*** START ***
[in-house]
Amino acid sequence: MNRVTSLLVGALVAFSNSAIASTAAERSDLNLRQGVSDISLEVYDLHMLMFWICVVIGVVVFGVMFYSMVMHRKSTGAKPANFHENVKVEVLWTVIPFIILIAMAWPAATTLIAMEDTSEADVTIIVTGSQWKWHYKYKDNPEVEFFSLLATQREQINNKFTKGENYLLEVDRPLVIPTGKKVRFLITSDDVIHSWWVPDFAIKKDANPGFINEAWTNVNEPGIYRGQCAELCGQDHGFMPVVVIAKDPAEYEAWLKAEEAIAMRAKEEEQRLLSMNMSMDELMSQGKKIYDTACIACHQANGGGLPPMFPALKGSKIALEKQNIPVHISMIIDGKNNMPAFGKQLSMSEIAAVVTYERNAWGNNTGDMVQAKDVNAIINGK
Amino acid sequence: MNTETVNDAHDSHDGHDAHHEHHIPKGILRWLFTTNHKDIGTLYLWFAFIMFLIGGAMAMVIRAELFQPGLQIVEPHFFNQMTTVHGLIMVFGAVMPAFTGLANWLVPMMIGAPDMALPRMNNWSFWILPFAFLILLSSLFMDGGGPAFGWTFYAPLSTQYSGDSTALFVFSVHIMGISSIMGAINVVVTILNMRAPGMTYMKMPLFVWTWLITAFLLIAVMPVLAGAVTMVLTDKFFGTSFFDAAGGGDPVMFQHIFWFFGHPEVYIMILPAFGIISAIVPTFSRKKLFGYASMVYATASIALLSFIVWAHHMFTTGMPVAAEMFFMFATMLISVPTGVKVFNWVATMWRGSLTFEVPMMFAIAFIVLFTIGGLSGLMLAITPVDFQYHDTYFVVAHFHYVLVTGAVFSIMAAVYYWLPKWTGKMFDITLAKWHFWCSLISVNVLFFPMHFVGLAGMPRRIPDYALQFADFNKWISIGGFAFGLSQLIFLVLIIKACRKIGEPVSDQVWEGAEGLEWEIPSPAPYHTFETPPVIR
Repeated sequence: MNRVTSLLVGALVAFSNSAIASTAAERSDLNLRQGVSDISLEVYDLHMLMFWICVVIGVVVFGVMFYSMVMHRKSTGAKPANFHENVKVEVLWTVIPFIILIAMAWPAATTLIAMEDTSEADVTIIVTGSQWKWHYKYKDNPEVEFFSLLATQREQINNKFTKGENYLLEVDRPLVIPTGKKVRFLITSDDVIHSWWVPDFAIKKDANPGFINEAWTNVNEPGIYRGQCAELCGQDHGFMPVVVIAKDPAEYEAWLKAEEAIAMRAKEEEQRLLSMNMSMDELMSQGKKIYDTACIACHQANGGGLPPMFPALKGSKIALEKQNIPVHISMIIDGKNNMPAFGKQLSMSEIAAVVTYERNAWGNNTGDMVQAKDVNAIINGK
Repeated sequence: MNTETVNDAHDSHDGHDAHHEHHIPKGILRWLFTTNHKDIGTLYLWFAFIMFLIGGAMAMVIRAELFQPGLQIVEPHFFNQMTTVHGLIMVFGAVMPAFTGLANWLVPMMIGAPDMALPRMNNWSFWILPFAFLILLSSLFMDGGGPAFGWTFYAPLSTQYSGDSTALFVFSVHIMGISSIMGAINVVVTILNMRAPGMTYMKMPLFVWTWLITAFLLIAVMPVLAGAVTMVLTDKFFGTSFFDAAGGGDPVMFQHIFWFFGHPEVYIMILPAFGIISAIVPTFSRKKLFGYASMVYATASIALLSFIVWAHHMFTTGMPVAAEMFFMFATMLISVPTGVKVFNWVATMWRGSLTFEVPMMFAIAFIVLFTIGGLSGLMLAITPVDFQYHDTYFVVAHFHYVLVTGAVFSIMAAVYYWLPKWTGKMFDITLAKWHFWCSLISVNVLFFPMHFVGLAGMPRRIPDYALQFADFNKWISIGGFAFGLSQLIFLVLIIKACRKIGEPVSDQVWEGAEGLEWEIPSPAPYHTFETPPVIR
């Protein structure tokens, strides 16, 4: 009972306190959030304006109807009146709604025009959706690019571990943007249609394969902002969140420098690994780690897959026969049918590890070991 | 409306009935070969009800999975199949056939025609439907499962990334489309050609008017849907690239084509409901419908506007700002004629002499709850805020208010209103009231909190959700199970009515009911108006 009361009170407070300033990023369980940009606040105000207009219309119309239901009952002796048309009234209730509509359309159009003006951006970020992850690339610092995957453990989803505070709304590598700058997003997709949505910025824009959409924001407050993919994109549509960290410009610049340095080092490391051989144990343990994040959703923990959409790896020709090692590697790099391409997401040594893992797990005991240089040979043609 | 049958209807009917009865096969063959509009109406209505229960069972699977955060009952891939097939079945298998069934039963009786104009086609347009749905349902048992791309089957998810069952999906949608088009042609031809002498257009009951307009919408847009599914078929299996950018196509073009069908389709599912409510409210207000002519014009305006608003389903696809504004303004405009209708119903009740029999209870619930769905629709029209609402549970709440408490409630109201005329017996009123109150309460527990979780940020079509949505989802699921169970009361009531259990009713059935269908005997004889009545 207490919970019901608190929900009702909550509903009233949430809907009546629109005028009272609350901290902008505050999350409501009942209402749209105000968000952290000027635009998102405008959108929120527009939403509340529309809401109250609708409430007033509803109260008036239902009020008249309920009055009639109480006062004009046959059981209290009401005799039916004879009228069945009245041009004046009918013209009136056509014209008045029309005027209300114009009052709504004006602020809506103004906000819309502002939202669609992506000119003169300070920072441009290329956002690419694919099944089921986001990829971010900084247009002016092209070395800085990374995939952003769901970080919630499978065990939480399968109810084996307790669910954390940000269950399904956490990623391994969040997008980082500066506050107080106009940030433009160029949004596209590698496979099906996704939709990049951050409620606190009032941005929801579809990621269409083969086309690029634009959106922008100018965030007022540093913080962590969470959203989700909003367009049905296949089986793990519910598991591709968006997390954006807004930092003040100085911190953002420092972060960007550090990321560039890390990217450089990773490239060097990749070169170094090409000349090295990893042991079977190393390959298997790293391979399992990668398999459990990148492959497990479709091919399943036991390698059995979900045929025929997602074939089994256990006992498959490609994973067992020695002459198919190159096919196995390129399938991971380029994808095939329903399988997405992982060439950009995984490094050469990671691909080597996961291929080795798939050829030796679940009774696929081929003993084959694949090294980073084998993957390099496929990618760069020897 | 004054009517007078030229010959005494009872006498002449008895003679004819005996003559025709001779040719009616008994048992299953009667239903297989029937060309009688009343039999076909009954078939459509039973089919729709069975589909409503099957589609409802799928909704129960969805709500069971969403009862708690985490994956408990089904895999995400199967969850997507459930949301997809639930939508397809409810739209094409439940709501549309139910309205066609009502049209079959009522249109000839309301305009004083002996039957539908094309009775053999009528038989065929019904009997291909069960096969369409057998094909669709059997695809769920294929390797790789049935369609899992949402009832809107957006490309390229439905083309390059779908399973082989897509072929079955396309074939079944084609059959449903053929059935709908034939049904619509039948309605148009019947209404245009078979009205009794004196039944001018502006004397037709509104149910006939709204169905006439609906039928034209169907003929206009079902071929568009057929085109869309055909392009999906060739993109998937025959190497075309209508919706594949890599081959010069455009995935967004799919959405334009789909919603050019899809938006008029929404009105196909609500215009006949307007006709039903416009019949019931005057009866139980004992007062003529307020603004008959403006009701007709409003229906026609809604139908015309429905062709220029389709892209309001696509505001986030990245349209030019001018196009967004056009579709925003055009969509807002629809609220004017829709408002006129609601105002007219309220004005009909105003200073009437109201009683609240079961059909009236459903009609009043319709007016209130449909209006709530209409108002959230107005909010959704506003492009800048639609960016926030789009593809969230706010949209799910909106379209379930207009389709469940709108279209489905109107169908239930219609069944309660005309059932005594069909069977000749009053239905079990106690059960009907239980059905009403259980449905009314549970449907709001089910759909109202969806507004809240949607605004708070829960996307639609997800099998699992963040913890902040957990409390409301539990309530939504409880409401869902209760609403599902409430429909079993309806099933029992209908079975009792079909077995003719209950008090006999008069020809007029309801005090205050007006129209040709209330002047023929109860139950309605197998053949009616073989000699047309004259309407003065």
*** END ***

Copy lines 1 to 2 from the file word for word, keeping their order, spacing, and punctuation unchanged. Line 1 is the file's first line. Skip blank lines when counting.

[in-house]
Amino acid sequence: MNRVTSLLVGALVAFSNSAIASTAAERSDLNLRQGVSDISLEVYDLHMLMFWICVVIGVVVFGVMFYSMVMHRKSTGAKPANFHENVKVEVLWTVIPFIILIAMAWPAATTLIAMEDTSEADVTIIVTGSQWKWHYKYKDNPEVEFFSLLATQREQINNKFTKGENYLLEVDRPLVIPTGKKVRFLITSDDVIHSWWVPDFAIKKDANPGFINEAWTNVNEPGIYRGQCAELCGQDHGFMPVVVIAKDPAEYEAWLKAEEAIAMRAKEEEQRLLSMNMSMDELMSQGKKIYDTACIACHQANGGGLPPMFPALKGSKIALEKQNIPVHISMIIDGKNNMPAFGKQLSMSEIAAVVTYERNAWGNNTGDMVQAKDVNAIINGK